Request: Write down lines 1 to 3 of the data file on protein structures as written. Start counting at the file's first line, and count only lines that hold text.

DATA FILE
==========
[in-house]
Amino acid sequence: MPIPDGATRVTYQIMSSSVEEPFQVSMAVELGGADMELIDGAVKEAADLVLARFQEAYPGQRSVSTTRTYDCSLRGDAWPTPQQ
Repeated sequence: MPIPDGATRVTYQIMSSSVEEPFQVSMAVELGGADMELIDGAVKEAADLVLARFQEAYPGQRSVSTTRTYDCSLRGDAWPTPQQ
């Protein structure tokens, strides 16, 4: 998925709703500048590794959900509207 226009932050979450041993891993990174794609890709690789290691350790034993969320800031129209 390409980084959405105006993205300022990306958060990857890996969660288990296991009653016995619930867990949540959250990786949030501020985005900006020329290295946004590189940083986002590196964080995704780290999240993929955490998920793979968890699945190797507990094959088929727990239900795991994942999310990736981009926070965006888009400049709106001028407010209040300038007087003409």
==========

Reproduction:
[in-house]
Amino acid sequence: MPIPDGATRVTYQIMSSSVEEPFQVSMAVELGGADMELIDGAVKEAADLVLARFQEAYPGQRSVSTTRTYDCSLRGDAWPTPQQ
Repeated sequence: MPIPDGATRVTYQIMSSSVEEPFQVSMAVELGGADMELIDGAVKEAADLVLARFQEAYPGQRSVSTTRTYDCSLRGDAWPTPQQ